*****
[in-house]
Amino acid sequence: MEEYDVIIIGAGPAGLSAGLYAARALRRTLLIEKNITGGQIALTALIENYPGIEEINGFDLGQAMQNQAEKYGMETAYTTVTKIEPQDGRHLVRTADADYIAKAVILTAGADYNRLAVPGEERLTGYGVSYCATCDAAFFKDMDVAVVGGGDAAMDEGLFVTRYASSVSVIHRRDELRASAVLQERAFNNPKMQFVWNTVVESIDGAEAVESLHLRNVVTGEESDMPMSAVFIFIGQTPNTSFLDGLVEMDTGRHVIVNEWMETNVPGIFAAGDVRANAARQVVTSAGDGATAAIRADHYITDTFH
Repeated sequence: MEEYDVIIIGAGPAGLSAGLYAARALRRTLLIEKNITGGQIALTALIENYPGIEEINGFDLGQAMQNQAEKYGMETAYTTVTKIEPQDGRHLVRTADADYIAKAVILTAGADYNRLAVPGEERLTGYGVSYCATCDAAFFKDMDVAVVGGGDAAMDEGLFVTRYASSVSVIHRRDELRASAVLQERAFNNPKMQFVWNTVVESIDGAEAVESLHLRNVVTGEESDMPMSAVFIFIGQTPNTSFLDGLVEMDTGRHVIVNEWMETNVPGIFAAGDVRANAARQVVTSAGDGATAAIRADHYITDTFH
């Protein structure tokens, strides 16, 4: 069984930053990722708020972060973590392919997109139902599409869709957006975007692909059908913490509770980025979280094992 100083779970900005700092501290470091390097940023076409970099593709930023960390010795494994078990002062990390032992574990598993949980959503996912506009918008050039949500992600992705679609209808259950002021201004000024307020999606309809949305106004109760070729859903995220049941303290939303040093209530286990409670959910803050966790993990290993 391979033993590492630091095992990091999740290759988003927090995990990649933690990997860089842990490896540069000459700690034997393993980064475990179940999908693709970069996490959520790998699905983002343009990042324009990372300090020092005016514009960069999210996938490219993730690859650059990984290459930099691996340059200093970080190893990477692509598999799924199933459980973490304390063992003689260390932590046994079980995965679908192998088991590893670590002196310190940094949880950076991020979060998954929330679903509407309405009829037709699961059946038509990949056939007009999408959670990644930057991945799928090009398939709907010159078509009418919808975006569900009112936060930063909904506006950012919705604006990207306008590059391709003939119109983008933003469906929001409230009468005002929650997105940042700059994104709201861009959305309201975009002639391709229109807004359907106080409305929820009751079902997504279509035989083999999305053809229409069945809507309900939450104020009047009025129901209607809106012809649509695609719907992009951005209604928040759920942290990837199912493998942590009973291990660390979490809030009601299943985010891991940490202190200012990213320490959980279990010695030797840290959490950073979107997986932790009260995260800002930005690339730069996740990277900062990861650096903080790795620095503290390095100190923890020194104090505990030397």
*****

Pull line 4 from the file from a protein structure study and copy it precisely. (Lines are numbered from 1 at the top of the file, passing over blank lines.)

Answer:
């Protein structure tokens, strides 16, 4: 069984930053990722708020972060973590392919997109139902599409869709957006975007692909059908913490509770980025979280094992 100083779970900005700092501290470091390097940023076409970099593709930023960390010795494994078990002062990390032992574990598993949980959503996912506009918008050039949500992600992705679609209808259950002021201004000024307020999606309809949305106004109760070729859903995220049941303290939303040093209530286990409670959910803050966790993990290993 391979033993590492630091095992990091999740290759988003927090995990990649933690990997860089842990490896540069000459700690034997393993980064475990179940999908693709970069996490959520790998699905983002343009990042324009990372300090020092005016514009960069999210996938490219993730690859650059990984290459930099691996340059200093970080190893990477692509598999799924199933459980973490304390063992003689260390932590046994079980995965679908192998088991590893670590002196310190940094949880950076991020979060998954929330679903509407309405009829037709699961059946038509990949056939007009999408959670990644930057991945799928090009398939709907010159078509009418919808975006569900009112936060930063909904506006950012919705604006990207306008590059391709003939119109983008933003469906929001409230009468005002929650997105940042700059994104709201861009959305309201975009002639391709229109807004359907106080409305929820009751079902997504279509035989083999999305053809229409069945809507309900939450104020009047009025129901209607809106012809649509695609719907992009951005209604928040759920942290990837199912493998942590009973291990660390979490809030009601299943985010891991940490202190200012990213320490959980279990010695030797840290959490950073979107997986932790009260995260800002930005690339730069996740990277900062990861650096903080790795620095503290390095100190923890020194104090505990030397």